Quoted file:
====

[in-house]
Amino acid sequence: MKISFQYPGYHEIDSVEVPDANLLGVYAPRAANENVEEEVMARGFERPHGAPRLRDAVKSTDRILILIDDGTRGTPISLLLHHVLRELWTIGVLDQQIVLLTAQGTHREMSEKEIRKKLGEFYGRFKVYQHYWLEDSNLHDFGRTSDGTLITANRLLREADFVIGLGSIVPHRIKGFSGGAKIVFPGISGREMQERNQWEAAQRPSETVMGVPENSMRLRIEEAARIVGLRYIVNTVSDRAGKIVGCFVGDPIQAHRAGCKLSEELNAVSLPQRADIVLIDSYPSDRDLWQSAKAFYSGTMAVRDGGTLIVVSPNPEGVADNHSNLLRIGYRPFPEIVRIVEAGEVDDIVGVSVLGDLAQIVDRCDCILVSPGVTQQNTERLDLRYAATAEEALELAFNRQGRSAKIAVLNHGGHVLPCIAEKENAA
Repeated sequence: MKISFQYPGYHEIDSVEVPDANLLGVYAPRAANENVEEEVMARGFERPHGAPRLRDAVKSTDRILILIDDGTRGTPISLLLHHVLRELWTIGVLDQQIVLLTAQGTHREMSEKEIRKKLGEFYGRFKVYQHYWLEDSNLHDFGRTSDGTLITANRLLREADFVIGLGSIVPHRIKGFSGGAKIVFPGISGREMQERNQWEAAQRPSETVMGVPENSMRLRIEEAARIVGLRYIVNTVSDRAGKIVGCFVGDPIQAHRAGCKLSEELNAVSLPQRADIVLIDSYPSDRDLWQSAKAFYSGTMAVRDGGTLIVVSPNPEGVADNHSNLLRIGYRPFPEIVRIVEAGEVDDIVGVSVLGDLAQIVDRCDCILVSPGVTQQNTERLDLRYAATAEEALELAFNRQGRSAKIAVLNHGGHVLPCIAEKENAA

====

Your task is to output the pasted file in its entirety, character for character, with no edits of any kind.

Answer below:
[in-house]
Amino acid sequence: MKISFQYPGYHEIDSVEVPDANLLGVYAPRAANENVEEEVMARGFERPHGAPRLRDAVKSTDRILILIDDGTRGTPISLLLHHVLRELWTIGVLDQQIVLLTAQGTHREMSEKEIRKKLGEFYGRFKVYQHYWLEDSNLHDFGRTSDGTLITANRLLREADFVIGLGSIVPHRIKGFSGGAKIVFPGISGREMQERNQWEAAQRPSETVMGVPENSMRLRIEEAARIVGLRYIVNTVSDRAGKIVGCFVGDPIQAHRAGCKLSEELNAVSLPQRADIVLIDSYPSDRDLWQSAKAFYSGTMAVRDGGTLIVVSPNPEGVADNHSNLLRIGYRPFPEIVRIVEAGEVDDIVGVSVLGDLAQIVDRCDCILVSPGVTQQNTERLDLRYAATAEEALELAFNRQGRSAKIAVLNHGGHVLPCIAEKENAA
Repeated sequence: MKISFQYPGYHEIDSVEVPDANLLGVYAPRAANENVEEEVMARGFERPHGAPRLRDAVKSTDRILILIDDGTRGTPISLLLHHVLRELWTIGVLDQQIVLLTAQGTHREMSEKEIRKKLGEFYGRFKVYQHYWLEDSNLHDFGRTSDGTLITANRLLREADFVIGLGSIVPHRIKGFSGGAKIVFPGISGREMQERNQWEAAQRPSETVMGVPENSMRLRIEEAARIVGLRYIVNTVSDRAGKIVGCFVGDPIQAHRAGCKLSEELNAVSLPQRADIVLIDSYPSDRDLWQSAKAFYSGTMAVRDGGTLIVVSPNPEGVADNHSNLLRIGYRPFPEIVRIVEAGEVDDIVGVSVLGDLAQIVDRCDCILVSPGVTQQNTERLDLRYAATAEEALELAFNRQGRSAKIAVLNHGGHVLPCIAEKENAA